If you need to shoot tomorrow, and have nothing else, by all means, use whatever tools you have at your disposal. However, realize that there are better tools that you should use in the long run if you intend to keep shooting in these situations. Any flash meter will tell you much more useful information than a histogram on a digital camera.
     
  23. Ian Grant

    Ian Grant Subscriber

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    The way you expose to get a decent Polaroid is different to using slide film or B&W film. So there's little difference whether you use Polaroid or Digital for your preview image.

    The important factor is knowing your equipment, films etc, and knowing what the differences will be between using Polaroid or Digital and your chosen film.

    A flash meter or normal ligh meter is far more reliable for determinig your exposures, but a Polaroid or Digital capture can be invaluable for checking the balance of your lighting set-up, if you have that capability.

    Ian
     
  24. Q.G.

    Q.G. Inactive

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    Almost every photographer shot Polaroids. Even i did.

    But why? :wink:


    Polaroids should not (because they cannot really) be used as a replacement for an exposure meter.
    They are good for checking almost everything else but exposure. As a surrogate exposure meter they are very coarse, and may not do any better than DSLRs with their reported different characteristics.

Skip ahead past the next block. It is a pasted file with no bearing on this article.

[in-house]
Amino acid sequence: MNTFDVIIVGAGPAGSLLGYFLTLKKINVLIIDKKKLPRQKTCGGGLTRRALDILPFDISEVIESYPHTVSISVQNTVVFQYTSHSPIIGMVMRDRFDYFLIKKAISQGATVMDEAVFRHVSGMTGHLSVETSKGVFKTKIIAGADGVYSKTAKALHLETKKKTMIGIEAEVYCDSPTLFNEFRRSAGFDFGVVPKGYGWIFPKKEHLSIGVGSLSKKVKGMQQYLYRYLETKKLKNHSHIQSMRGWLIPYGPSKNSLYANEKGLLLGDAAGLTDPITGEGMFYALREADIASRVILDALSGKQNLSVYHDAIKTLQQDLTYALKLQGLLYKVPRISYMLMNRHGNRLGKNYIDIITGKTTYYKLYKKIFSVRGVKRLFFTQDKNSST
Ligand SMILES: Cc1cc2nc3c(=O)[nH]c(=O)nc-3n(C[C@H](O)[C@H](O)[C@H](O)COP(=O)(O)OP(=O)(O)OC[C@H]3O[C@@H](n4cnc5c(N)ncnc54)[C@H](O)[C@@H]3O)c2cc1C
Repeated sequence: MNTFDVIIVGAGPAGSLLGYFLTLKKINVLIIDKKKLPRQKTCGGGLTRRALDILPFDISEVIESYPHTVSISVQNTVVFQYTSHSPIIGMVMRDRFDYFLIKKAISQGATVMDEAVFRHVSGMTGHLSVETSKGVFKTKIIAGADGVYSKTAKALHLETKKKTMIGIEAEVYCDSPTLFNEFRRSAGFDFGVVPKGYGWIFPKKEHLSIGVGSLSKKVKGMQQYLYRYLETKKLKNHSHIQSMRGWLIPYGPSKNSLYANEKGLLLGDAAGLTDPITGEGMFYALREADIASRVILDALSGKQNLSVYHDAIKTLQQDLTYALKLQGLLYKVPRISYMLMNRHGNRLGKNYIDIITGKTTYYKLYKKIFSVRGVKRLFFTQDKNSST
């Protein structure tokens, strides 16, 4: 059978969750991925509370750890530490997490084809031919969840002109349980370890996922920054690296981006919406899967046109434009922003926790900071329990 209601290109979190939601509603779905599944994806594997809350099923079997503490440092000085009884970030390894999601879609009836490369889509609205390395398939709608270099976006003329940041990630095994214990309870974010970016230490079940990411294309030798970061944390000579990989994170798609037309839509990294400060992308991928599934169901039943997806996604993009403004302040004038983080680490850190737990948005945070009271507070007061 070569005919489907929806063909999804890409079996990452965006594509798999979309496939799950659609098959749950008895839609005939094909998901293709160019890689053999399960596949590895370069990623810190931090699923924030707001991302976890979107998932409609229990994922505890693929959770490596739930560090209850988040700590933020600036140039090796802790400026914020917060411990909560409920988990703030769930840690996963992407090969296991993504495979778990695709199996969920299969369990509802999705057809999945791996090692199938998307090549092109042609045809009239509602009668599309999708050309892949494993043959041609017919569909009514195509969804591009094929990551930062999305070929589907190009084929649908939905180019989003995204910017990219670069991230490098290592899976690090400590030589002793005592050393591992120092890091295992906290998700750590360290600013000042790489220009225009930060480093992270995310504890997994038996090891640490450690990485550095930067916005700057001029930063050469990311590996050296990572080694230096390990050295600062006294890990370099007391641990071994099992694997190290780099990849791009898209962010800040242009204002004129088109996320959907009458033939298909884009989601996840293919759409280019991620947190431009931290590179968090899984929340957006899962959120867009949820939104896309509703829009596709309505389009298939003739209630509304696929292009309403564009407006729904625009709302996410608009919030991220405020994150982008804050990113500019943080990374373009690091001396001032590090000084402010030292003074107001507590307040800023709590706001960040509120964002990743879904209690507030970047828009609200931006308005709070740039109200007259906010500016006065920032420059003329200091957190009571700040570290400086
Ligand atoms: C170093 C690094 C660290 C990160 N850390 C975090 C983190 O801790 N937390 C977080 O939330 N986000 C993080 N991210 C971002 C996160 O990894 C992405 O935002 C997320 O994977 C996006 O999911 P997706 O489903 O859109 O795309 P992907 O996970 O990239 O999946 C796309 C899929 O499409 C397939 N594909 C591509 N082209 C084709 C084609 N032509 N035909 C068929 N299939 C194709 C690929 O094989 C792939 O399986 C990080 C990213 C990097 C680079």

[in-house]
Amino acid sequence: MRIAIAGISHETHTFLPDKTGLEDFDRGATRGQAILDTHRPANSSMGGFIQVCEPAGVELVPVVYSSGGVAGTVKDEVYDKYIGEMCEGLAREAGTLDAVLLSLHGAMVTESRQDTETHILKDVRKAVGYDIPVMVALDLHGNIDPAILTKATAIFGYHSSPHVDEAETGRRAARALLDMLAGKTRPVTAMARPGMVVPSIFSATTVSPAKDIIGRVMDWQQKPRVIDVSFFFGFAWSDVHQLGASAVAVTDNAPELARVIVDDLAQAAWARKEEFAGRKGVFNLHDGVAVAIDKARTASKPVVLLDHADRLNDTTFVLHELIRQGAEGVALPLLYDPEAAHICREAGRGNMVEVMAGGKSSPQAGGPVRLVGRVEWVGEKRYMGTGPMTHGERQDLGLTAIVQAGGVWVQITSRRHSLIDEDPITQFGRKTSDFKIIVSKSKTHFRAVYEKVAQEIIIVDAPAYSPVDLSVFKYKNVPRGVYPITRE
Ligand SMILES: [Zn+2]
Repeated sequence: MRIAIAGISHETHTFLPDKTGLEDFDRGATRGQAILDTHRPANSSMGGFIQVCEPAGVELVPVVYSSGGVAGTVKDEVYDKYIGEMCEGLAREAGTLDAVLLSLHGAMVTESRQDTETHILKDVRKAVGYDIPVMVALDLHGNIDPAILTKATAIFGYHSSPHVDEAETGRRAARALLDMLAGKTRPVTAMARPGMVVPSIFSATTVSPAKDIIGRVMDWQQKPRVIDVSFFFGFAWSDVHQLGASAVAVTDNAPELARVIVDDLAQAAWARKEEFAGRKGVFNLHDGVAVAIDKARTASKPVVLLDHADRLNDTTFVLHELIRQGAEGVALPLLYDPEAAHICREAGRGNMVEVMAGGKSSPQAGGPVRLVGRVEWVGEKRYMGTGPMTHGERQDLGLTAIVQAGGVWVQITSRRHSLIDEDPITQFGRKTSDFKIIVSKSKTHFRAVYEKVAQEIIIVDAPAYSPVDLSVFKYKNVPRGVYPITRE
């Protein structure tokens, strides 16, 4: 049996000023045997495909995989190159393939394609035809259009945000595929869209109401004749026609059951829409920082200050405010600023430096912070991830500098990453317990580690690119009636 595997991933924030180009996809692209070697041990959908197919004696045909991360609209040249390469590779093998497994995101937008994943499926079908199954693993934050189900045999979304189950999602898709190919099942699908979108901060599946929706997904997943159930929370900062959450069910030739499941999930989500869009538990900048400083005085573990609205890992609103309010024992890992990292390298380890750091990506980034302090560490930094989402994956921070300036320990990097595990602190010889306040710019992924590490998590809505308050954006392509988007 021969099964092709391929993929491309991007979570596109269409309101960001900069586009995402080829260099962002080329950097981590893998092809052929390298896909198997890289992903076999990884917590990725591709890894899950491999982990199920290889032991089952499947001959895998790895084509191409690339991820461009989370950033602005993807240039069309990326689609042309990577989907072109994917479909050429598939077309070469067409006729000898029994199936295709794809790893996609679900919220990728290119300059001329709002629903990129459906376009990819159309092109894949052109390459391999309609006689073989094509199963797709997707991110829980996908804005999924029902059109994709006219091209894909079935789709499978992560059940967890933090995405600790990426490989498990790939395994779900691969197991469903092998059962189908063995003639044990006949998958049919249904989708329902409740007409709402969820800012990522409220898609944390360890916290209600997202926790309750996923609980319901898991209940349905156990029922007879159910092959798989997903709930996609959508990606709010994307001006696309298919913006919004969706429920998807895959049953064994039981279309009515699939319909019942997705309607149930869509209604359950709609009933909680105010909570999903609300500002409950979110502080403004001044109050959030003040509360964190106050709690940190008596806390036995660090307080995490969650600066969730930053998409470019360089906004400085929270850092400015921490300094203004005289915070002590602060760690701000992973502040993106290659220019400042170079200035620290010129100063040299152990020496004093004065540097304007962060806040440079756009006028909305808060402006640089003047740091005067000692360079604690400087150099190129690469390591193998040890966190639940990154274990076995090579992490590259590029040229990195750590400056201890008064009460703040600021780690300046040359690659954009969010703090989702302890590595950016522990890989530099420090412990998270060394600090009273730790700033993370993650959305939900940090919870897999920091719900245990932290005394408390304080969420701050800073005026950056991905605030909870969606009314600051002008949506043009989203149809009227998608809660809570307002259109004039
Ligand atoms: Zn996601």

(They are much too expensive to be used as such anyway).
     
  25. markbarendt

    markbarendt Subscriber

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    The things that makes studio shooting different than any environmental shot are 1-control, 2-control, and 3-control. I like to think of a studio setting as a factory floor.

    The magic of the studio is repeatability and all-weather shooting. There's a lot to learn but once you get things where you like them for any given style; the lighting, the environment, and the lenses all become standards. Like a standard printing setup for an 8x10 in an enlarger the times; f-stops, shutter times, and placement of the lights, the choice of film, camera, and lenses become nearly fixed, "X" can literally mark the spot on the floor fixed for each piece of hardware for any given style you have developed.

    The variables you need to see are are things like expression, stray hairs, and trash in the scene at the time the shutter is ready to drop. Trash in the background is a killer, in home studio sets it's things like wall sockets, light switches, wall clocks, and your spouse putting their keys and a bag of groceries in the scene while your changing from the Polaroid to the normal film. In dedicated studios it's stray cords and the clients briefcase, etcetera.

    The variables are the things a Polaroid doesn't always see, and it can't even duplicate the way your EI 25, f 2.0 setup works anyway. These problems are why I don't see a Polaroids value. The real value come from experience with the real media you want to use.
     
  26. TomStr

    TomStr Member

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    so i can use it to check any obvious mistakes like hard shadows, verry high light spots... and i can check the composition. But otherwise it would make more sense to use my lightmeter and form an image of the end result by measuring multiple points.
    So i will use both, measure with the light meter, check digital and then make an analoge negative. I will try to keep notes of the different situations i use so i can check my negatives with the digital previews.
    This information will help me a lot tomorrow!!!
    Thanks!!!